The search for a crew member missing from a Sealord vessel off the Wairarapa coast is continuing through the night.
The company says mid-morning this morning crew onboard the Otakou became aware a crew member did not report for duty.
A full muster was conducted to confirm this, and a search was immediately commenced and authorities notified, Sealord said.
The four vessels involved in the search will search overnight, and will review the situation after sunrise tomorrow.
The two helicopters searching were stood down at nightfall.
Weather conditions in the area are fair but are predicted to deteriorate tomorrow.
Sealord said it is making all effort to notify next of kin.
It said the crew member was not on active duty at the time of disappearance and the reason for the disappearance is not known at this stage.
All other crew are accounted for, however, they are very concerned for the safety of their team member, the company said.
Sealord is taking this situation very seriously and is providing support to all staff, it said.
The company is also cooperating with all search and rescue instructions, it said.
Earlier tonight Vince Cholewa of the Maritime Rescue Co-Ordination Centre said the centre was advised of the crew member overboard around 11.30am.
At that time the person had been in the water for 50 minutes or less, he told 1 NEWS.
Mr Cholewa said there were four vessels and two helicopters involved in the search - Otakou, two other fishing vessels, the police launch Lady Elizabeth IV, a LifeFlight helicopter and an Air Force NH90.
The estimated location is 11km east of Glendhu Rocks.
A rare Auburn 1920s speedster is being taken out for one last spin as a final farewell for the sons of a man who lived for his cars.
"That'll be the last time I probably drive her before she goes," Gary McVicar's son said.
Forestry magnate Gary McVicar left behind a fleet of rare cars after he died four years ago, and now his family are putting them up for sale.
The car, which could fetch over $400,000 at auction, is one of 29 classic cars going under the hammer this Saturday.
Another vehicle up on the auction block is a 1927 Stutz limousine – the last of its kind in the world.
"These cars are like an occasion, you know? Go back in time when you get in them and drive them," Rodney McVicar said.
Also up for grabs is the Clenet, a 1970s showpiece which took 55 years to put together.
"When they came out, they were 10 times the price of an average car in America, so they were built of the elite - perhaps the Hollywood people, things like that," Turners auctioneer Ian Curry said.
He hopes McVicar's much-loved cars will hit the road soon after going under the hammer.
"I imagine this car will end up back on the road very, very, very quickly with the top down," he said.
"We'd rather see them go out to other people that are going to use them rather than just sitting here, because old cars like this need to be driven," Rodney said.
It's stood staunchly on this ridge of Auckland's Waitakere Ranges for almost 40 years, and now Seven Sharp's had a sneak peek at the 1980s masterpiece surrounded by nature.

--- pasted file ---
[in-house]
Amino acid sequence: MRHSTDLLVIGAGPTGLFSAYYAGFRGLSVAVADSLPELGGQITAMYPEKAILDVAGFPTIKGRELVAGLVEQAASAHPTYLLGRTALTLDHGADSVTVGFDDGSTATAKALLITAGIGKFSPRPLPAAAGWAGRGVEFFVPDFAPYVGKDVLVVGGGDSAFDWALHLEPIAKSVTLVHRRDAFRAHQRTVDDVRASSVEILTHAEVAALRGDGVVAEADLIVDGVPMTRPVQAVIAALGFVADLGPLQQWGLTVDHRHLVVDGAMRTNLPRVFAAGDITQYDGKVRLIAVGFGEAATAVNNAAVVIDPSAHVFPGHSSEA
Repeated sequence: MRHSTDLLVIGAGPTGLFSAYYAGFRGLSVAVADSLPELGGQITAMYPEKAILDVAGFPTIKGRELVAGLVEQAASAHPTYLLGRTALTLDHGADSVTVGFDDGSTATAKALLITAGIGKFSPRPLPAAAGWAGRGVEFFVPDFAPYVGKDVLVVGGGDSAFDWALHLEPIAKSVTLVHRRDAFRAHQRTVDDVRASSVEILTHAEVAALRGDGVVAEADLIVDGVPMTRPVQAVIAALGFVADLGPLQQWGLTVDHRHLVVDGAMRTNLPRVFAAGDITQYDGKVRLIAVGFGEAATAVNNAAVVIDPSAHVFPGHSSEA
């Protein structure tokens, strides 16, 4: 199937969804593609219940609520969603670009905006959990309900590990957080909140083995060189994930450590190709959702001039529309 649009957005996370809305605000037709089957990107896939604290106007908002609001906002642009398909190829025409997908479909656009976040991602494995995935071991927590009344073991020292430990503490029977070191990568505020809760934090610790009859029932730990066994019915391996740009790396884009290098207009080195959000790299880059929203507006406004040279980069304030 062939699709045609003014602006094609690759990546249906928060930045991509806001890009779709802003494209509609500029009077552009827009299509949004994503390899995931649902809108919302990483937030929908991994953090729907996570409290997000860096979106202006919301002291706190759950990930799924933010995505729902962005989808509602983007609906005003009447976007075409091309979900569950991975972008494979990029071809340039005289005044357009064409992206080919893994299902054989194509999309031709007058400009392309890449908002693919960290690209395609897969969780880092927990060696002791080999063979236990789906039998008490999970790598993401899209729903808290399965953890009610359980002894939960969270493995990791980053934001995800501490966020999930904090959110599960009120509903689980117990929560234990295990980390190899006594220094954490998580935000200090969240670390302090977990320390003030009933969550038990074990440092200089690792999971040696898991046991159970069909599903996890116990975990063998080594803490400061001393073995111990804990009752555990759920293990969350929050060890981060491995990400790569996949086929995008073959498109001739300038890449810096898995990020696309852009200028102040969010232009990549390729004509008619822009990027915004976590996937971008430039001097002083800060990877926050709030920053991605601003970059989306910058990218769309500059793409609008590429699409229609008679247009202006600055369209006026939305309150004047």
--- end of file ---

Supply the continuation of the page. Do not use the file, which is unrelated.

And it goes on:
Homeowner John Hatchman says, "When you look at the house, it just grabs you. The cantilevered decks, the lovely cedar, the big windows - it just blows you away when you first see it".
"It's just unique. I've never seen a place quite like it."
Designed by architect Chris Meikle, its post-modern focus was on place-making and despite the era, Mr Hatchman says it never gets old.
"The place has retained a lot of the 80s flavour. It's very original. If you took that away, it would destroy the whole thought and concept behind it. It wouldn't be the house that it is."
For both the architect and the owner, the standout feature is something not part of it at all.
"Living up here, you're in touch with nature. All the surroundings are glass, you can see the city, the trees.
"You get a buzz out of it, a bit of excitement. You think, 'What's at the end of the driveway?' And then boof, there it is - it's brilliant."
While he's loved his 80s hideaway and being close to nature, Mr Hatchman is now putting his home on the market so he can move to Europe.
"It's brilliant – a brilliant place."
Gout is much more likely to be brought on by genetics than a poor diet which has long been thought of as the primary cause of the joint disease, new research suggests.
Gout can can cause extreme pain and swelling but scientists at Keele University in Staffordshire, UK, say people with the condition can be reluctant to get treatment because of the social stigma associated with having a poor diet.
The study, which was carried out here in New Zealand by a research team at the University of Otago, counters "these harmful but well-established views and practices, and provides an opportunity to address these serious barriers to reducing the burden of this common and easily treatable condition".
The Press Association reports researchers used data from more than 16,000 American men and women of European ancestry to reach its conclusions.
Gout is caused by high levels of uric acid in the blood, which can form crystals that collect around joints.
Consuming beer, wine, spirits, potatoes and meat can raise the risk of getting gout while cheese, eggs, peanuts and brown bread can lower it.
However, each of these foods or drinks is responsible for less than a one per cent variation in levels of the acid, the study found.
And a comparison of healthy and unhealthy diets showed there was only a 0.3 per cent variation in levels of the acid.
But almost a quarter of the variation could be explained by genetic factors.
Gout is most common in men 40 or older.